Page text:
Couples And Their Money Secrets: Financial Infidelity On The Rise As many as 41% of American adults deceive their partners by hiding secret debts or accounts. Therapists say it's increasingly common, and it's both the loss of trust and resources that hurt.
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Keeping Money Secrets From Each Other: Financial Infidelity On The Rise

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Keeping Money Secrets From Each Other: Financial Infidelity On The Rise

Keeping Money Secrets From Each Other: Financial Infidelity On The Rise

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DAVID GREENE, HOST:

All right. So there's marital infidelity. What about financial infidelity? This is when people hide their accounts, their debts or their spending habits from their spouses or partners. Studies estimate up to 40% of American adults admit to some form of this. And therapists and financial advisers say it can really undermine relationships because of all the lies. NPR's Yuki Noguchi reports on one couple's journey from deception to disclosure.

YUKI NOGUCHI, BYLINE: Ann Blaine met Ed Coambs 15 years ago at a party he hosted in Houston. At 23, Coambs already had his financial act together.

ANN COAMBS: He owned a house already. And he had a job, and he managed his budget.

NOGUCHI: Blaine was three years older and saddled with dental school debt. She found his financial security super sexy.

A COAMBS: I thought, gosh, this - I've hit the jackpot. This is amazing.

NOGUCHI: They married and settled in Charlotte, N.C. They had some differing views about money.

ED COAMBS: Well, I never really had the idea that people would, in a marriage, keep their money in separate accounts or hidden from each other. Joint accounts was the way that my parents managed the household finances.

A COAMBS: I was real skittish about that, I guess 'cause my parents went through a not-very-pretty divorce.

NOGUCHI: But these differences, they negotiated.

A COAMBS: Eventually, I got around to saying, OK, let's do this. So, like, all of our accounts were mutual and shared.

NOGUCHI: That sharing extended to Anne Coambs's dental practice. Ed Coambs stayed home with their boys while his wife supported them. Later, he returned to school to become a therapist. But his counseling practice was slow to take off.

E COAMBS: I had a period of struggle. It had to deal with my own insecurities and what it meant for me to be a provider or not being a provider. And I borrowed more money and wasn't talking to my wife about it.

NOGUCHI: Ironically, his practice focused on financial therapy - counseling for couples fighting about money. Meanwhile, Coambs himself secretly borrowed thousands of dollars on a credit card. Over the following year, that debt metastasized to over $20,000. He told himself he'd repay it as he won more clients.

E COAMBS: I just need more time.

NOGUCHI: But every month, the debts grew. His wife? She didn't notice.

A COAMBS: I'll be honest. I was probably more oblivious than I'd like to admit that I was.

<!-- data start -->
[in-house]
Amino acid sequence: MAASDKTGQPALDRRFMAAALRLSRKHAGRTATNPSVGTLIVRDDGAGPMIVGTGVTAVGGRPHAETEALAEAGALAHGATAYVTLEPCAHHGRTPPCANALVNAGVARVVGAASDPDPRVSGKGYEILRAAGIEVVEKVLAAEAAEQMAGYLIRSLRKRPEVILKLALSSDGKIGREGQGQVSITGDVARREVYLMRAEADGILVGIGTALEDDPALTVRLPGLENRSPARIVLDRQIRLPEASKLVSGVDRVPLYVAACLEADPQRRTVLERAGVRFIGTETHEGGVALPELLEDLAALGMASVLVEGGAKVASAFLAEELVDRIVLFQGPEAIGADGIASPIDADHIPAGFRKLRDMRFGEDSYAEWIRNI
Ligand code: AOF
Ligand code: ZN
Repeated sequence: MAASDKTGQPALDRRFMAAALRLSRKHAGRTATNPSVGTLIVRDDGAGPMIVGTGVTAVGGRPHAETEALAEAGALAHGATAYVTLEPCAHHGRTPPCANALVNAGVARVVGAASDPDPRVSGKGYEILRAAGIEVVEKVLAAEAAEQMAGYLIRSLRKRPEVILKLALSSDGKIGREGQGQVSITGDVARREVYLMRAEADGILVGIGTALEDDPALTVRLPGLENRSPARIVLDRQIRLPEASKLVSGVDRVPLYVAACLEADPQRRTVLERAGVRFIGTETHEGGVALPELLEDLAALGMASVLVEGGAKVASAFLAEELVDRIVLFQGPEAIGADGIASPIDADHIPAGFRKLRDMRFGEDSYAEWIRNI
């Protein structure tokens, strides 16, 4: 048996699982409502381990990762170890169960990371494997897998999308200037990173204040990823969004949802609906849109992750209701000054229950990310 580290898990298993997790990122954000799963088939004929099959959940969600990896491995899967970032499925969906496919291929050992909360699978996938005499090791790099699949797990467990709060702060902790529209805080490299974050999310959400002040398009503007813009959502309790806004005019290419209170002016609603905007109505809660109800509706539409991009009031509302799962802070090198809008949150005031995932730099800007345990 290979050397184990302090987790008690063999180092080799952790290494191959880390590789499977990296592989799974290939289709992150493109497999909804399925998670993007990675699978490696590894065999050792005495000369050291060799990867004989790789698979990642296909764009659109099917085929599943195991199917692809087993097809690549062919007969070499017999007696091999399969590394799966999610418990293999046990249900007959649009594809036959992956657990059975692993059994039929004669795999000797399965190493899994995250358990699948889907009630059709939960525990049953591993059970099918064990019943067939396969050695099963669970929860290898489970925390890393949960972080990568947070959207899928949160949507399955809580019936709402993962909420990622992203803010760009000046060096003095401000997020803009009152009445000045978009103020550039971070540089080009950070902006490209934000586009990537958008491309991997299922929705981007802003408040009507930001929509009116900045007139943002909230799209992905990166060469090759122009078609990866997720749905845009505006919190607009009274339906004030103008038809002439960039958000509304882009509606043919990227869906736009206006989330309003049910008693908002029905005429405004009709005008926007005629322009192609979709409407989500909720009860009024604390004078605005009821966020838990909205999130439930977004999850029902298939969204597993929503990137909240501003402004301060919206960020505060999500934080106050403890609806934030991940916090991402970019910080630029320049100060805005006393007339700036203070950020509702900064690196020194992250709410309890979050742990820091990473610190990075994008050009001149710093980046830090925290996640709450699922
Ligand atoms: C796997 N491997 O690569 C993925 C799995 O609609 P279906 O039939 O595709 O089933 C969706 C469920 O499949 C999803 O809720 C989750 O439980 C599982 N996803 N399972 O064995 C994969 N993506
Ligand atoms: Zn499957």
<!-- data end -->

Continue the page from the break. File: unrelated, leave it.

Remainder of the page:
NOGUCHI: Guilt consumed Ed Coambs. He thought about it hourly.

E COAMBS: Even talking about this with you now, like, I have my own sense of shame that's coming over me 'cause I'm like, man, did I really do that?

NOGUCHI: He agreed to tell his story because he thinks it might help others in the same boat. The few academic studies on the subject say between a quarter to about 40% of American adults deceive their partners financially. Ted Rossman is an industry analyst for creditcards.com.

TED ROSSMAN: It does seem that financial infidelity is on the rise.

NOGUCHI: His firm's recent survey found millennials twice as likely to hide money or accounts from partners than other generations. And digital life makes doing so easier.

ROSSMAN: You can sign up for the account. You can get the statements. You can do your spending, all without anything showing up in the mail.

NOGUCHI: Ed Coambs kept his secret under wraps for a year. The debt grew. Even to him, it made no sense. His job, after all, involved helping couples navigate financial conflict. His wife called him Mr. Financially Responsible.

E COAMBS: It is ironic.

NOGUCHI: He says the strain isolated and depressed him.

E COAMBS: For the most part, people thought, well, Ed's successful. He's smart. He's capable. Internally, I just - nothing else felt further from the truth.

NOGUCHI: Ultimately, the truth did come out. One night, after their three sons went to bed, he told her. Ann Coambs recalls the initial shock.

A COAMBS: In the span of, you know, a couple minutes, you're like - what just got swept out from underneath me?

NOGUCHI: Then she got angry.

A COAMBS: Everything in me wanted to just yell and, like, punch a pillow. And, like, I think when he's been so - we got to share everything, we got to do this for your business and my business together all the time - when that happened, the trust part was the hardest thing to get back.

NOGUCHI: Getting it back required couples counseling, apologies, transparency, time. Even in forgiveness, she admits, she resented repaying his debts.

A COAMBS: Like, I don't want to do that. I feel like you should bail yourself out for what you cost.

NOGUCHI: It's been over two years since he came clean. Ed Coambs says he's learned to empathize with those like himself, who break their own moral code, and people like his wife, who work hard to forgive.

And are people, generally speaking, able to move through that?

E COAMBS: You know, you heard me take a deep breath because it's easy to talk about on the phone in an interview, and it's harder work to do week in and week out.

NOGUCHI: To those still hiding in the shadows, both he and his wife say - come forward, the sooner the better. Yuki Noguchi, NPR News.

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